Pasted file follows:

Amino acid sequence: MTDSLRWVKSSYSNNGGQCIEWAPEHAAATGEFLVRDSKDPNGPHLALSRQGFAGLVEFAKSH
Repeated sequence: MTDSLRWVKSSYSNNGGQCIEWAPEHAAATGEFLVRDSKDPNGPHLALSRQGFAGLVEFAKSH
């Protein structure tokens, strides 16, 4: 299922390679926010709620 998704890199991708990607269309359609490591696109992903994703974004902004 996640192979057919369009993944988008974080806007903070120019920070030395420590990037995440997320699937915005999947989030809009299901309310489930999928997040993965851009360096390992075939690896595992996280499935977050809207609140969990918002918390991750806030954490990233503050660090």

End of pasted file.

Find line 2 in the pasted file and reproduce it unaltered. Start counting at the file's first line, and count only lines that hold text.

Repeated sequence: MTDSLRWVKSSYSNNGGQCIEWAPEHAAATGEFLVRDSKDPNGPHLALSRQGFAGLVEFAKSH